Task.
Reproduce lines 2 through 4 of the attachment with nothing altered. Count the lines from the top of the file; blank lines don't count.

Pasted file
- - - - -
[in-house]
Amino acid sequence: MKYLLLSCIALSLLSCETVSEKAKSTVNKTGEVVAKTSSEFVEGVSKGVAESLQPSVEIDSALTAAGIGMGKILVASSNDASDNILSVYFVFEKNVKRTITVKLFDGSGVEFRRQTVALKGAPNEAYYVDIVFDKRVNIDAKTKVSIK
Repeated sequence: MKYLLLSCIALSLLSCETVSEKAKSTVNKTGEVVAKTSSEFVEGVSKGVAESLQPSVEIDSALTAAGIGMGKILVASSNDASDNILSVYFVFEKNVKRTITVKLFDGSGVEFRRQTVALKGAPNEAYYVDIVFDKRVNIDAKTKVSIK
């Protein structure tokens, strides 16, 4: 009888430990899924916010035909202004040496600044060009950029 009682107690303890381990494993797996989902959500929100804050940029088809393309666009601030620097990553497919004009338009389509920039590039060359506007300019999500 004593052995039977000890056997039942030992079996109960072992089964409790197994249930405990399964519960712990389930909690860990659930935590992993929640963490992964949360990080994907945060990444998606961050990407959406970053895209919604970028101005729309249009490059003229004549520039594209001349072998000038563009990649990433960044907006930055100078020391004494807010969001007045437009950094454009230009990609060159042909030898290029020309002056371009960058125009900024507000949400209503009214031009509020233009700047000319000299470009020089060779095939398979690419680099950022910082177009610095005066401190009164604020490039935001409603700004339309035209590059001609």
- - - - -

Amino acid sequence: MKYLLLSCIALSLLSCETVSEKAKSTVNKTGEVVAKTSSEFVEGVSKGVAESLQPSVEIDSALTAAGIGMGKILVASSNDASDNILSVYFVFEKNVKRTITVKLFDGSGVEFRRQTVALKGAPNEAYYVDIVFDKRVNIDAKTKVSIK
Repeated sequence: MKYLLLSCIALSLLSCETVSEKAKSTVNKTGEVVAKTSSEFVEGVSKGVAESLQPSVEIDSALTAAGIGMGKILVASSNDASDNILSVYFVFEKNVKRTITVKLFDGSGVEFRRQTVALKGAPNEAYYVDIVFDKRVNIDAKTKVSIK
């Protein structure tokens, strides 16, 4: 009888430990899924916010035909202004040496600044060009950029 009682107690303890381990494993797996989902959500929100804050940029088809393309666009601030620097990553497919004009338009389509920039590039060359506007300019999500 004593052995039977000890056997039942030992079996109960072992089964409790197994249930405990399964519960712990389930909690860990659930935590992993929640963490992964949360990080994907945060990444998606961050990407959406970053895209919604970028101005729309249009490059003229004549520039594209001349072998000038563009990649990433960044907006930055100078020391004494807010969001007045437009950094454009230009990609060159042909030898290029020309002056371009960058125009900024507000949400209503009214031009509020233009700047000319000299470009020089060779095939398979690419680099950022910082177009610095005066401190009164604020490039935001409603700004339309035209590059001609």